The Era of Anonymity in Digital Transfers is Over in Europe. Now What?

    Insights » EMEA » The Era of Anonymity in Digital Transfers is Over in Europe. Now What?

    With new regulations affecting the crypto market and advances in the Digital Euro initiative, authorities are seeking greater control over digital transactions. Here’s how banks and other financial institutions can leverage this trend.

    Anonymity in Digital Transfers in Europe, new regulations for the digital euro
    Mijail Popov

    Mijail Popov

    Director – EMEA Lead – Fintech and blockchain specialist

    Contact the author

    Perhaps when Satoshi Nakamoto1 introduced Bitcoin in 2009 as a decentralized, peer-to-peer digital currency, he did not anticipate that one of its defining characteristics— its anonymity—could become an issue over time. Or maybe he did. The main goal of the initiative was precisely to establish a system that ensured user privacy and transaction autonomy, free from governmental and central bank oversight. Yet, it was inevitable that sooner or later, the efforts to increase regulatory scrutiny would shed light on the risks posed by such a feature.

    A month ago, in April 2024, the crypto community was stirred by rumors that the latest European Union (EU) anti-money laundering regulations — the Anti-Money Laundering and Countering the Financing of Terrorism package (AML/CFT) — could ban anonymous cryptocurrency transactions conducted through so-called “self-custodial crypto wallets,” such as Metamask and Trust wallet. Self-custodial crypto wallets give owners total control of their cryptocurrencies and other digital assets, unlike “custodial wallets”, where institutions like banks or exchanges — e.g. Binance and Coinbase — hold the owners’ assets on their behalf.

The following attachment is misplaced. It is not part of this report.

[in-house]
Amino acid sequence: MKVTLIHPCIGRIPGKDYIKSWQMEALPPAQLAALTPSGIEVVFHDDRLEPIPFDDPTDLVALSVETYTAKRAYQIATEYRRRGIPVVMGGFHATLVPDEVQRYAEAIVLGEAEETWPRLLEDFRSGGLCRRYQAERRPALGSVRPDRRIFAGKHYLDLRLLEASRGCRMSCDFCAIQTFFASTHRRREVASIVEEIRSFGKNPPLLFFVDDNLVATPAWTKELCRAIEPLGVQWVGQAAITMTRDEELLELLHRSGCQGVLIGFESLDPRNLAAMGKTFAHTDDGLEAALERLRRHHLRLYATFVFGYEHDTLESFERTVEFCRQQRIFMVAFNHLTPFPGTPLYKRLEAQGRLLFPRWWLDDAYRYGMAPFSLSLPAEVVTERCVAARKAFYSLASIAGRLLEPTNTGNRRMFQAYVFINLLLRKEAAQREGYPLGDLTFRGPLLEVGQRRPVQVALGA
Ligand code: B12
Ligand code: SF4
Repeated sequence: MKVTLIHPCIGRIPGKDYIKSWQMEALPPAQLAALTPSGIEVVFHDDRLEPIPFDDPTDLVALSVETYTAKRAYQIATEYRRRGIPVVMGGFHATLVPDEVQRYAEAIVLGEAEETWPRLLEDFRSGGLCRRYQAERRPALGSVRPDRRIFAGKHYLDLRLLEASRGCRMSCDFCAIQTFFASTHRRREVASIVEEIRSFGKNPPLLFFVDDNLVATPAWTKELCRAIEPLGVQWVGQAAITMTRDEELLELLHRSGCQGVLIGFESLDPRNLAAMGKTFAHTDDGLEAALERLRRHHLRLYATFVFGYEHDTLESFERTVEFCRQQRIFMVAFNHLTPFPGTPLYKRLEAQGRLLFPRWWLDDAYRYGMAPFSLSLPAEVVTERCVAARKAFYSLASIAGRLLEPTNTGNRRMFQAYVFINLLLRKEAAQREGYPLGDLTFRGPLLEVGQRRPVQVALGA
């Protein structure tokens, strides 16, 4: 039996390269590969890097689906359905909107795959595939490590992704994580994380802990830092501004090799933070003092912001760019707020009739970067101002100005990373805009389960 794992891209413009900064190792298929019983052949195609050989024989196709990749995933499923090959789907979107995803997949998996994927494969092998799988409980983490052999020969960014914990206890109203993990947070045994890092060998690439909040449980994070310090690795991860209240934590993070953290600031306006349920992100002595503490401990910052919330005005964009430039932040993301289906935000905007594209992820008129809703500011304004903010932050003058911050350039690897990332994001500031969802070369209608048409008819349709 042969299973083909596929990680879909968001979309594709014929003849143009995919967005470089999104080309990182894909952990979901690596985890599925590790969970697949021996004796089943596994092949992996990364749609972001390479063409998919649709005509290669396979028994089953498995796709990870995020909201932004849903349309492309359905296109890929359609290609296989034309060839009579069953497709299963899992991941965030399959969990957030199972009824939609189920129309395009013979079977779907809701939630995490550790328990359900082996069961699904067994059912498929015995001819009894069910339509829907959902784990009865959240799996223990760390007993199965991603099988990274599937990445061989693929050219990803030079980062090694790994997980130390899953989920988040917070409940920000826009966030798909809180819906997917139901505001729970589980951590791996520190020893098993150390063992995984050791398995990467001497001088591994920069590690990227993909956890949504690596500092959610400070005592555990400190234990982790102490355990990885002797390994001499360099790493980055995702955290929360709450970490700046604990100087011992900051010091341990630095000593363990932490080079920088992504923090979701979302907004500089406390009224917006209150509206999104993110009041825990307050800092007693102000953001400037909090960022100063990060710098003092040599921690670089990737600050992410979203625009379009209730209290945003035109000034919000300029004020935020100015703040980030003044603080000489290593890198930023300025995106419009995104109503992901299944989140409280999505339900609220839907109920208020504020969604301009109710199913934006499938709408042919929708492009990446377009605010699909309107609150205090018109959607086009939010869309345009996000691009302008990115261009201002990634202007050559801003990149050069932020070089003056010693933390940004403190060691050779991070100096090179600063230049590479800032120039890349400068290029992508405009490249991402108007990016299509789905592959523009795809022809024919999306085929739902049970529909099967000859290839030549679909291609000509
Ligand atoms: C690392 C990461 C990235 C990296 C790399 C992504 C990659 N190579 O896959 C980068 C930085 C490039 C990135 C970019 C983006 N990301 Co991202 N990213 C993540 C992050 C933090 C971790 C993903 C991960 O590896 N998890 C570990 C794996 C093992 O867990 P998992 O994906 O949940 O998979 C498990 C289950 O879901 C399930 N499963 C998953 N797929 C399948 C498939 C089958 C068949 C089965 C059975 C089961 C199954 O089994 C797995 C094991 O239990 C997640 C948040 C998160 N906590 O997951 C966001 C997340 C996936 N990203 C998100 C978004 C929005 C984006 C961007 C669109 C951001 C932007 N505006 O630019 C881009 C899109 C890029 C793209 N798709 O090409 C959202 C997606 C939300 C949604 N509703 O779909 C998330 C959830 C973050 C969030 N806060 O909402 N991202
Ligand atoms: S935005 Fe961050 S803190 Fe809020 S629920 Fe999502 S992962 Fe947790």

As it turns out, the rumors originated from a misinterpretation of the new EU laws.2 While these laws do put in place due diligence requirements like identity checks for financial entities, including crypto asset managers, they do not explicitly ban self-custodial wallets.

    As the new rules were discussed in the European Parliament, one of the measures under consideration was a EUR 1,000 cap on cryptocurrency payments from self-custodial wallets, but this provision was not included in the final text. The new regulations do impose restrictions on cash transactions, however, capping them at EUR 10,000 — which in practice renders cash transactions exceeding this value illegal within the EU.

    The direction of this new regulatory effort is crystal clear: EU authorities are convinced about the need to reduce the use of untraceable transactions, whether conducted through crypto or cash. Additionally, there seems to be a commitment to the idea that crypto will be regulated, or it won’t exist”.

    Since the adoption of the Markets in Crypto Assets (MICA) regulation in 2022, which establishes guidelines for entities operating within the EU’s crypto asset markets, there has been an evident push to regulate and increase oversight on crypto-related activities. Specifically, the EU has sought to ensure transaction traceability by strengthening identity verification protocols, due diligence procedures, and Know Your Customer (KYC) requirements, among other anti-money laundering measures.

    If we also consider the recent efforts made by the European Central Bank (ECB) to develop the Digital Euro, it is not difficult to see where the EU is heading. Essentially, authorities are striving to increase control over all forms of digital value transfers within the bloc.